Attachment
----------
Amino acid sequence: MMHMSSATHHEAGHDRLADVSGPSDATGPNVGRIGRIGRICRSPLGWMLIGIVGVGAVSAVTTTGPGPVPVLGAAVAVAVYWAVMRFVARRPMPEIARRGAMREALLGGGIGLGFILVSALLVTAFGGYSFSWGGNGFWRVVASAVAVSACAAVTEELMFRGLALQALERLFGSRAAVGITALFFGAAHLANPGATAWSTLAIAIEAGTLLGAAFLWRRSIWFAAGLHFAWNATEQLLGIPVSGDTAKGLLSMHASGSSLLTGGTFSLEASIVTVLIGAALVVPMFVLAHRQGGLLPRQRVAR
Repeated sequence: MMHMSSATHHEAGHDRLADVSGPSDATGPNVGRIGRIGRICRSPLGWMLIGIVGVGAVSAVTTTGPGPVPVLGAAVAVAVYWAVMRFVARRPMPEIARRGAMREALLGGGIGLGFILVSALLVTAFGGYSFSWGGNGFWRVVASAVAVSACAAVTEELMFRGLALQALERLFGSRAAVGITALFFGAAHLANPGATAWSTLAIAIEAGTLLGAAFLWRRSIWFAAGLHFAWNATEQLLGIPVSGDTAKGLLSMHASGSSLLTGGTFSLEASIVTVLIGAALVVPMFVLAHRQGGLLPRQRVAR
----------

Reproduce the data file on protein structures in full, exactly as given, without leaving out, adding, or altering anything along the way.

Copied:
Amino acid sequence: MMHMSSATHHEAGHDRLADVSGPSDATGPNVGRIGRIGRICRSPLGWMLIGIVGVGAVSAVTTTGPGPVPVLGAAVAVAVYWAVMRFVARRPMPEIARRGAMREALLGGGIGLGFILVSALLVTAFGGYSFSWGGNGFWRVVASAVAVSACAAVTEELMFRGLALQALERLFGSRAAVGITALFFGAAHLANPGATAWSTLAIAIEAGTLLGAAFLWRRSIWFAAGLHFAWNATEQLLGIPVSGDTAKGLLSMHASGSSLLTGGTFSLEASIVTVLIGAALVVPMFVLAHRQGGLLPRQRVAR
Repeated sequence: MMHMSSATHHEAGHDRLADVSGPSDATGPNVGRIGRIGRICRSPLGWMLIGIVGVGAVSAVTTTGPGPVPVLGAAVAVAVYWAVMRFVARRPMPEIARRGAMREALLGGGIGLGFILVSALLVTAFGGYSFSWGGNGFWRVVASAVAVSACAAVTEELMFRGLALQALERLFGSRAAVGITALFFGAAHLANPGATAWSTLAIAIEAGTLLGAAFLWRRSIWFAAGLHFAWNATEQLLGIPVSGDTAKGLLSMHASGSSLLTGGTFSLEASIVTVLIGAALVVPMFVLAHRQGGLLPRQRVAR